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Still Rock and Roll


It’s a new era in music. Long gone are the days when people could make millions of dollars off of record sales. Long gone are the days when established musicians can even walk around and be discovered or even rediscovered in a small club (the same clubs that they suddenly find themselves in years later possibly still fresh from the memories of days gone by when they literally stood in midst of the hysteria of hundreds or even thousands of adoring fans who just wanted to touch them). Long gone are those days and yet as I have discovered there is still this surge of energy from bands that still makes music for other reasons. Call it a desperate act. Call it scratching and clawing for attention. Call it the new age of music that is no longer about a large mountain with a select few who were lucky enough to go double platinum that stare down at the wannabes below. This era is literally as even of a playing field as their ever was in the history of music. It’s a new era and no mountain – just large plains that include the need for everyone to traverse America in search of an audience. It is referenced all the time as I chat with literally every single musician I encounter (discovered and undiscovered). Those days are gone. But even as I know this, a new dream has emerged. New dreams and better days ahead for those that are willing to work for it. I am reminded of this as I have conversations with two bands in particular, Capelle, from the UK and Midnight Youth, from New Zealand, who are here trying to make their mark and usher in a new era of their own in attempt to make their own history. They have entered this country largely on their own dime, toting their equipment and are going to places like the Roxy and Viper Room, traveling from city to city in search of an audience. Nic Capelle of the band Capelle tells me that they are literally playing each night out of desperation. As I chat with Simon Oscroft on a separate occasion I hear the similar echo knowing that in order to succeed that they must earn their audience one listener at a time. In an age of digital and social transparency Simon acknowledges that it isn’t a right, but a necessary step towards the prestige of winning over whomever will give them an hour of their time. Both bands know that in order to succeed they will have to earn their place in ways that their predecessors have not. This is semi ironic as Simon’s band, Midnight Youth, just finished rehearsing this very week at SIR studios and tries to keep their game faces on while running into and playing in the same rehearsal spaces currently occupied by a who’s who list of music celebrities that included J-Lo and Motorhead who were gearing up for their own performances even as Midnight Youth readied themselves for a show at the prestigious Viper Room in a few days. Nic Capelle’s LA story includes playing at the historic Roxy where he relays his own LA experience of seeing porn actor Ron Jeremy walking along the Sunset Strip while they await their turn to play inside. It’s the kind of combination that can only happen in Los Angeles. It’s surreal and so LA. It just wouldn’t be rock & roll without Lemmy and strangely Ron Jeremy. Growing up and going to the small venues on the strip, I am reminded that this is the kind of competition that bands today must compete with on a daily basis but with the added pressure of competing with bands like Motorhead and others who have an impressive resume in their own right. Can Capelle who just releasedCrooked Deluxe or Midnight Youth who’s second studio effort World Comes Calling compete in an already saturated market? Both bands chase this dream with a very different sound. Capelle’s sound is a freestyle electro cacophony of madness. It’s catchy – so catchy that they have raised a few eyebrows and recently earned a feature in Guitar World. Midnight Youth, already a success in New Zealand chases fans from the same market with a completely different sound that Simon says is big enough for Arenas and stadiums and geared and primed to fill the Viper Room where such a sound might even wake the ghost of River Phoenix on the right night. It helps that World Comes Calling’s lyrics are personal and create a dimension of intimacy that fits perfectly into this larger than life music that plays along side it. It works. I for one will say that there’s something there for both bands to grab hold of if they’re willing to grind it out. While these bands have their work cut out for them, just listening to each tell me their stories. It reminds me that this is a long journey. Nic Capelle and I discuss this journey in a context that reminds us all that they have youth on their side. But even if they did not, if America offers anything to these bands in search of an audience and maybe even a new identity with an American audience it’s that if Anvil (a Canadian metal band) can succeed, that anything is possible. If nothing else, this should give them hope as they continue to desperately play for their lives. I for one wish them all the best. If you get a chance check out Capelle’s Crooked Deluxe and Midnight Youth’s World Comes Calling and do all the things you normally do. Find and like their Facebook pages, buy their albums and as always, let them know that Paul sent ya.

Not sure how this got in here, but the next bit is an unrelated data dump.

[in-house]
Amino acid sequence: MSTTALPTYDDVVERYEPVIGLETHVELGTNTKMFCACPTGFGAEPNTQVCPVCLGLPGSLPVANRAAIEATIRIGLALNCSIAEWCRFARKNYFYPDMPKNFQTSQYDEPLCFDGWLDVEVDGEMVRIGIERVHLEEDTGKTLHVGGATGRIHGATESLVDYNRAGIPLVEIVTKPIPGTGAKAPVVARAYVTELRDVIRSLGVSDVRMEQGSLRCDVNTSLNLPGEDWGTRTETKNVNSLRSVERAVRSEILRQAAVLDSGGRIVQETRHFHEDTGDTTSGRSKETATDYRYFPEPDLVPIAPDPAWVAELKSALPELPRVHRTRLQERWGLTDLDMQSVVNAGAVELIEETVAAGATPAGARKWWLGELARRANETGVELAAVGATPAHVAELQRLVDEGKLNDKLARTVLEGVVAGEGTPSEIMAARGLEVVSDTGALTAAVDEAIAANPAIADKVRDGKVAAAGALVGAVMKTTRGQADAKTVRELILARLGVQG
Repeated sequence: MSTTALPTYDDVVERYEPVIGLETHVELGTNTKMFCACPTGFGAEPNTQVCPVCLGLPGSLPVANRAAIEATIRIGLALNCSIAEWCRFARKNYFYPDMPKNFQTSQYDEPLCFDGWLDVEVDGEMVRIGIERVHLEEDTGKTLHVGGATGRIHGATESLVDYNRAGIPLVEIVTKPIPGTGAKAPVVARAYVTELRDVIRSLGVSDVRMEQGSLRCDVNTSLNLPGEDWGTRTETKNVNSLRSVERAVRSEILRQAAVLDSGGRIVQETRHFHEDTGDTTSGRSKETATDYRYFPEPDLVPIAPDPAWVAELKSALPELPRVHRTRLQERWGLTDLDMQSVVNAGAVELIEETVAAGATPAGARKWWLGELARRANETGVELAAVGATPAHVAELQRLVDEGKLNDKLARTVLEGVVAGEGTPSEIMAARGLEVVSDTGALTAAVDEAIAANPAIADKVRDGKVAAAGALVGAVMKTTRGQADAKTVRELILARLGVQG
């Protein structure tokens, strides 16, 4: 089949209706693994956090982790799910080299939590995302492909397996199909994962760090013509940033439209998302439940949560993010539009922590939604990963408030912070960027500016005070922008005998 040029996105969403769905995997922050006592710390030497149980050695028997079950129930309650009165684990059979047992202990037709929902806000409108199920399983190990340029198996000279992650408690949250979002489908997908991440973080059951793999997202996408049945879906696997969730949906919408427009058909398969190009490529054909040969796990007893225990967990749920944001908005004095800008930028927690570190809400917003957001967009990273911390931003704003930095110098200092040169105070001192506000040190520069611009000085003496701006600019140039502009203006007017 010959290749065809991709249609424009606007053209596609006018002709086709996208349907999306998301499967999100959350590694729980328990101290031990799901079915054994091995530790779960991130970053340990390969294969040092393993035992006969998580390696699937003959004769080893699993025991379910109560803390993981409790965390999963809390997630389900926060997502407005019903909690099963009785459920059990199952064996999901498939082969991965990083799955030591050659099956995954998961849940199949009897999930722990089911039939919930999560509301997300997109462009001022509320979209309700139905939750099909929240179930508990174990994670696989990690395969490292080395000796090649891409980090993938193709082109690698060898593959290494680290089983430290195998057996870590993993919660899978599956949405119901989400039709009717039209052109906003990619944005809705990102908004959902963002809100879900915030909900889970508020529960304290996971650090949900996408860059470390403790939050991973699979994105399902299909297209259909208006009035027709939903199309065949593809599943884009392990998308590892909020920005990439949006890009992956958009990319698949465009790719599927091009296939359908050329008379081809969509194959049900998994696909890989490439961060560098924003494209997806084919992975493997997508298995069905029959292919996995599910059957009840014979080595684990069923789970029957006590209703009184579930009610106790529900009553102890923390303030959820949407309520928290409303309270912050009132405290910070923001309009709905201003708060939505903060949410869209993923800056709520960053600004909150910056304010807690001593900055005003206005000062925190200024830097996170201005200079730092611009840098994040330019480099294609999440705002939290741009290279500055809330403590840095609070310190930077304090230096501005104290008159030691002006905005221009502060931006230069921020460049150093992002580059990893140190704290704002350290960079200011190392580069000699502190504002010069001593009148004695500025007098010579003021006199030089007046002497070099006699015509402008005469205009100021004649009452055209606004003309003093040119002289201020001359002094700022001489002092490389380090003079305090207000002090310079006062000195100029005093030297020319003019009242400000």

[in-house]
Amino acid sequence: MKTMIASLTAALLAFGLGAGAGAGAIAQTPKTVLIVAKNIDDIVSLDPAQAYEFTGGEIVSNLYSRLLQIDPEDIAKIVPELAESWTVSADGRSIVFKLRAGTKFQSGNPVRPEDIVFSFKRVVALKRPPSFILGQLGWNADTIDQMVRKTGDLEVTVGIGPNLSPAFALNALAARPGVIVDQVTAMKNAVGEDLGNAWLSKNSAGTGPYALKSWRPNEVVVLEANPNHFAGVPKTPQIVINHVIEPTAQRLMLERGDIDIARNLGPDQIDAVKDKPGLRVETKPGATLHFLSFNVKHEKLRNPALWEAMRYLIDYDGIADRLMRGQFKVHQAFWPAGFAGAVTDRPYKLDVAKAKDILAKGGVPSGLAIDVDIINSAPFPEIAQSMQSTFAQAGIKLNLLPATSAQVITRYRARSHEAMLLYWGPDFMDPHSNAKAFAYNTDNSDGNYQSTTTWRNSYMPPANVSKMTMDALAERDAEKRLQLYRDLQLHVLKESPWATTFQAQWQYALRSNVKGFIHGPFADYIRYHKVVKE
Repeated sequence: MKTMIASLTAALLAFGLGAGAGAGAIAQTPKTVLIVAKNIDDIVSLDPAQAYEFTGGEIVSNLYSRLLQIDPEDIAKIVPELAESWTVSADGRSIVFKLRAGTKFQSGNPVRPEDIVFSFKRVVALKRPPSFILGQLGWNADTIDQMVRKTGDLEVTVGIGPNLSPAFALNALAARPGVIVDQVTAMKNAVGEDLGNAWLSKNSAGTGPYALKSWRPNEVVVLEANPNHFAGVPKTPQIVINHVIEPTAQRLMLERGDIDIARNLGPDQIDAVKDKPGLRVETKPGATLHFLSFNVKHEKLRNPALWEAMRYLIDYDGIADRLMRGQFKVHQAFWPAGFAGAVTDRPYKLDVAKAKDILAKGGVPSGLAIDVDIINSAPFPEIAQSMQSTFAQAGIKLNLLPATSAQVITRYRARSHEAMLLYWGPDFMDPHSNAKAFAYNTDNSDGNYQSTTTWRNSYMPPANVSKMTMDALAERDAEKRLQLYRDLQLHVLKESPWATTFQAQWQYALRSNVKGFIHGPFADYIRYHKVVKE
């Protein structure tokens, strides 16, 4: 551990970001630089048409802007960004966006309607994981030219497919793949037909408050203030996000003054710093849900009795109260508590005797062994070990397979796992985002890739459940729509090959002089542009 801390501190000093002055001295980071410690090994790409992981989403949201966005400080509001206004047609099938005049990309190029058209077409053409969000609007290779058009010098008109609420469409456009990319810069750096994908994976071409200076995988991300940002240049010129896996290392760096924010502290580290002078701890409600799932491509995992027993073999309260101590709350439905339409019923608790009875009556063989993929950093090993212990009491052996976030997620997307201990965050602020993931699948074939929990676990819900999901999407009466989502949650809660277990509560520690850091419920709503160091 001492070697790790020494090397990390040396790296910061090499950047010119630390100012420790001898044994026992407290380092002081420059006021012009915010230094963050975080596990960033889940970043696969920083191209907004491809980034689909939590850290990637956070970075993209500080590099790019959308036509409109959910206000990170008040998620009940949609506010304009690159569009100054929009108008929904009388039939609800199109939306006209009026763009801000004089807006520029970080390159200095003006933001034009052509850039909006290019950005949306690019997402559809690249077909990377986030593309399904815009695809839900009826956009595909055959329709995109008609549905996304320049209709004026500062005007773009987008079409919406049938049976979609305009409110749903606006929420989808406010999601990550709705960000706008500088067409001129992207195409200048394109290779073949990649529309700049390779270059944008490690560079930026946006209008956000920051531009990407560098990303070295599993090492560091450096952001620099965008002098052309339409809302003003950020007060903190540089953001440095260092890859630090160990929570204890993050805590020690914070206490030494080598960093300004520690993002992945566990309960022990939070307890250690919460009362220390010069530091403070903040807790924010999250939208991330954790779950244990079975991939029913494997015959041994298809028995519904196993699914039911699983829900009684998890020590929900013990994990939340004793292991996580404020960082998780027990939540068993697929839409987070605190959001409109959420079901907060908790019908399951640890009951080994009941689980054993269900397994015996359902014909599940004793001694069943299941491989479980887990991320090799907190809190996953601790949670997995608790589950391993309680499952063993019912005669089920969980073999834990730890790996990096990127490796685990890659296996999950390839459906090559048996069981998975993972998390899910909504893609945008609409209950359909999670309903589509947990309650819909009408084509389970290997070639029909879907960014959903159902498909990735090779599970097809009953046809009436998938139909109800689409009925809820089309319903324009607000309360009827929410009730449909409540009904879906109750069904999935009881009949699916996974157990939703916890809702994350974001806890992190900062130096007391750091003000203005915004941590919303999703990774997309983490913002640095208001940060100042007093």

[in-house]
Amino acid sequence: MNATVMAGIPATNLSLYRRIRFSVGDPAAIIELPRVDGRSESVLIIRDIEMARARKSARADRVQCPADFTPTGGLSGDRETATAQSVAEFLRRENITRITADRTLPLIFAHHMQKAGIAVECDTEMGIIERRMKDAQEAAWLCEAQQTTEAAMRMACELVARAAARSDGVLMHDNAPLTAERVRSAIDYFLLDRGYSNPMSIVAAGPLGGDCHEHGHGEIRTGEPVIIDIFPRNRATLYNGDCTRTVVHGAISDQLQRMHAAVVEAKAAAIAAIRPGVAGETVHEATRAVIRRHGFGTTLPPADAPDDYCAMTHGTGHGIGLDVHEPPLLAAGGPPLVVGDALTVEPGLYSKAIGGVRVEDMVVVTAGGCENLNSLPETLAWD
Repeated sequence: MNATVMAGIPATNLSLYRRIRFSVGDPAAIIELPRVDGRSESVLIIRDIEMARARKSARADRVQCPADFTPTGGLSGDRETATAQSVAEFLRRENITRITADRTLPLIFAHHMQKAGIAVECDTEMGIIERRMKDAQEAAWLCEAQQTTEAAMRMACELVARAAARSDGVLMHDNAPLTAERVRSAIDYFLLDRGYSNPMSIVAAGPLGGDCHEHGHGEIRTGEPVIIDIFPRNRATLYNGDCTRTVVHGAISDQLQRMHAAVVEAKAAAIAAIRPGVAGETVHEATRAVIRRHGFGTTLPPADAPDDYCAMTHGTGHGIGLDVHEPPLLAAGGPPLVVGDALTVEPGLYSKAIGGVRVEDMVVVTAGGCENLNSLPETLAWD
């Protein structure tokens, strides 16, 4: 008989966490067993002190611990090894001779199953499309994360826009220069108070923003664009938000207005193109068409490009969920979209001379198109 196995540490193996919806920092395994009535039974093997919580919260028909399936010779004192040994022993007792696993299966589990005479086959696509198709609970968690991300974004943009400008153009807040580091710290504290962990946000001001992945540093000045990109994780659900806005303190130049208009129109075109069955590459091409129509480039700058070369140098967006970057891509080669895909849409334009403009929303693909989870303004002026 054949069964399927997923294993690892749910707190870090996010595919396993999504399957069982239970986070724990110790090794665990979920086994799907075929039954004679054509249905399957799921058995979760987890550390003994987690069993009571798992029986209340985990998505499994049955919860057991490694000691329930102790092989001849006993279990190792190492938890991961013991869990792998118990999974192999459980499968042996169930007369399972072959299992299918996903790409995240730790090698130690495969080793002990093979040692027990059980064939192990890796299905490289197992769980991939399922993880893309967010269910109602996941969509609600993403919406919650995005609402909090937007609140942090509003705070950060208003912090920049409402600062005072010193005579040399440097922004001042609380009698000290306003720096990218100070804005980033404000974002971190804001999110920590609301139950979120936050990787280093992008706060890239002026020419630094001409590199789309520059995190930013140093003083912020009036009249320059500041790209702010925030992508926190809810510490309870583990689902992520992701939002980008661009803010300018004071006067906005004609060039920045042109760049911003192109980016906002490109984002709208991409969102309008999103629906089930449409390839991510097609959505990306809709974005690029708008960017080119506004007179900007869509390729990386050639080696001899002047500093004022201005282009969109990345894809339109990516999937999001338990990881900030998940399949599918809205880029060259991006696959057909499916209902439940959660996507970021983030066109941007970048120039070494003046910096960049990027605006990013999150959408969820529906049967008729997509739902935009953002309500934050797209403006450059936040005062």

By Paul Stamat